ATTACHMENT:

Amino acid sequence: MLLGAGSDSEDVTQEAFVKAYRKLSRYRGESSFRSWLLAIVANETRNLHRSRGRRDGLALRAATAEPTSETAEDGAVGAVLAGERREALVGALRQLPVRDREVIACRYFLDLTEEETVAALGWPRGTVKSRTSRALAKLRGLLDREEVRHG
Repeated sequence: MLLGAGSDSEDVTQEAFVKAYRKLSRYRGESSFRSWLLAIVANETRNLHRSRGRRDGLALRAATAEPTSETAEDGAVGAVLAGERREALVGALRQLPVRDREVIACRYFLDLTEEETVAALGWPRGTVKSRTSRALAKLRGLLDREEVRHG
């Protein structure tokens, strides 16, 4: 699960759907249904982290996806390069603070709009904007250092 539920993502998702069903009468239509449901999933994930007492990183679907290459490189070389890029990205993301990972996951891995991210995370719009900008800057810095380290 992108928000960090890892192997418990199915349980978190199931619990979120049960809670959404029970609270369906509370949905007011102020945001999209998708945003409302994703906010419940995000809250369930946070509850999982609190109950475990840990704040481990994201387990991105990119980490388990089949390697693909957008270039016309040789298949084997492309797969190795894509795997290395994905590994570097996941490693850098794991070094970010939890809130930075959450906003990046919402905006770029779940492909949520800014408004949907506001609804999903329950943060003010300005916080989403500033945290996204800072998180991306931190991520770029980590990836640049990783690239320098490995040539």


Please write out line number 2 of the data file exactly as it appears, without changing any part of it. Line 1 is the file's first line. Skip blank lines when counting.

Repeated sequence: MLLGAGSDSEDVTQEAFVKAYRKLSRYRGESSFRSWLLAIVANETRNLHRSRGRRDGLALRAATAEPTSETAEDGAVGAVLAGERREALVGALRQLPVRDREVIACRYFLDLTEEETVAALGWPRGTVKSRTSRALAKLRGLLDREEVRHG